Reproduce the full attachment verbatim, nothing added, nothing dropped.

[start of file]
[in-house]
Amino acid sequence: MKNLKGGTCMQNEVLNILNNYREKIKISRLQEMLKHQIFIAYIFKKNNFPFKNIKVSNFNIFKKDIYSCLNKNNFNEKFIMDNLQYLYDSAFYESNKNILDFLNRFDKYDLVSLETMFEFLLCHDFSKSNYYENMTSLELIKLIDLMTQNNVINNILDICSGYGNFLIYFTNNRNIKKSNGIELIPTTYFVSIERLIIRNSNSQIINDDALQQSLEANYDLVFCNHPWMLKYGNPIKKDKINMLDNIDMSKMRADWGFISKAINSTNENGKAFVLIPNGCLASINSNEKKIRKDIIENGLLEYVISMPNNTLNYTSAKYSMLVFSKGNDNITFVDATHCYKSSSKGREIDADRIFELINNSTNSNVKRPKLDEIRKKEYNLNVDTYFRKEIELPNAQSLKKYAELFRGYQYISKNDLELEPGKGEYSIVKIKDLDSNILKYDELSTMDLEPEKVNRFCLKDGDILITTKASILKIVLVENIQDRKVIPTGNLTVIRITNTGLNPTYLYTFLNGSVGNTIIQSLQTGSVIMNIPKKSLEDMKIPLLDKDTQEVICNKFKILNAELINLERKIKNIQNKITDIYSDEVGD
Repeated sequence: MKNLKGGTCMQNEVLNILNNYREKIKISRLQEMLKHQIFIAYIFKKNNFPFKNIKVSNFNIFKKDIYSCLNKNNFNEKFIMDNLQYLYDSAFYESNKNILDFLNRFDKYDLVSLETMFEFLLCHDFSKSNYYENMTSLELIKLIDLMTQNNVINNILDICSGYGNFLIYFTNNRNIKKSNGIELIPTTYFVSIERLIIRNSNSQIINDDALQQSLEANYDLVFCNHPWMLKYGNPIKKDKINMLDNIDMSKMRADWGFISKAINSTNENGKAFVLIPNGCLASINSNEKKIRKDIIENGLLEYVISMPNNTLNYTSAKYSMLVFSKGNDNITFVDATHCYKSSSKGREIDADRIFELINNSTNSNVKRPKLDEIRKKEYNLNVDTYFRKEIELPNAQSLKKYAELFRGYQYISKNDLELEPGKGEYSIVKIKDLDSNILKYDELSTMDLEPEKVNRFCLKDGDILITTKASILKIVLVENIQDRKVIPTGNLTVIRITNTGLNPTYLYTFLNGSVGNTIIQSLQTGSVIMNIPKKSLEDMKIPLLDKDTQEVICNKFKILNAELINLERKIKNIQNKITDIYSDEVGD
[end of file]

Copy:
[in-house]
Amino acid sequence: MKNLKGGTCMQNEVLNILNNYREKIKISRLQEMLKHQIFIAYIFKKNNFPFKNIKVSNFNIFKKDIYSCLNKNNFNEKFIMDNLQYLYDSAFYESNKNILDFLNRFDKYDLVSLETMFEFLLCHDFSKSNYYENMTSLELIKLIDLMTQNNVINNILDICSGYGNFLIYFTNNRNIKKSNGIELIPTTYFVSIERLIIRNSNSQIINDDALQQSLEANYDLVFCNHPWMLKYGNPIKKDKINMLDNIDMSKMRADWGFISKAINSTNENGKAFVLIPNGCLASINSNEKKIRKDIIENGLLEYVISMPNNTLNYTSAKYSMLVFSKGNDNITFVDATHCYKSSSKGREIDADRIFELINNSTNSNVKRPKLDEIRKKEYNLNVDTYFRKEIELPNAQSLKKYAELFRGYQYISKNDLELEPGKGEYSIVKIKDLDSNILKYDELSTMDLEPEKVNRFCLKDGDILITTKASILKIVLVENIQDRKVIPTGNLTVIRITNTGLNPTYLYTFLNGSVGNTIIQSLQTGSVIMNIPKKSLEDMKIPLLDKDTQEVICNKFKILNAELINLERKIKNIQNKITDIYSDEVGD
Repeated sequence: MKNLKGGTCMQNEVLNILNNYREKIKISRLQEMLKHQIFIAYIFKKNNFPFKNIKVSNFNIFKKDIYSCLNKNNFNEKFIMDNLQYLYDSAFYESNKNILDFLNRFDKYDLVSLETMFEFLLCHDFSKSNYYENMTSLELIKLIDLMTQNNVINNILDICSGYGNFLIYFTNNRNIKKSNGIELIPTTYFVSIERLIIRNSNSQIINDDALQQSLEANYDLVFCNHPWMLKYGNPIKKDKINMLDNIDMSKMRADWGFISKAINSTNENGKAFVLIPNGCLASINSNEKKIRKDIIENGLLEYVISMPNNTLNYTSAKYSMLVFSKGNDNITFVDATHCYKSSSKGREIDADRIFELINNSTNSNVKRPKLDEIRKKEYNLNVDTYFRKEIELPNAQSLKKYAELFRGYQYISKNDLELEPGKGEYSIVKIKDLDSNILKYDELSTMDLEPEKVNRFCLKDGDILITTKASILKIVLVENIQDRKVIPTGNLTVIRITNTGLNPTYLYTFLNGSVGNTIIQSLQTGSVIMNIPKKSLEDMKIPLLDKDTQEVICNKFKILNAELINLERKIKNIQNKITDIYSDEVGD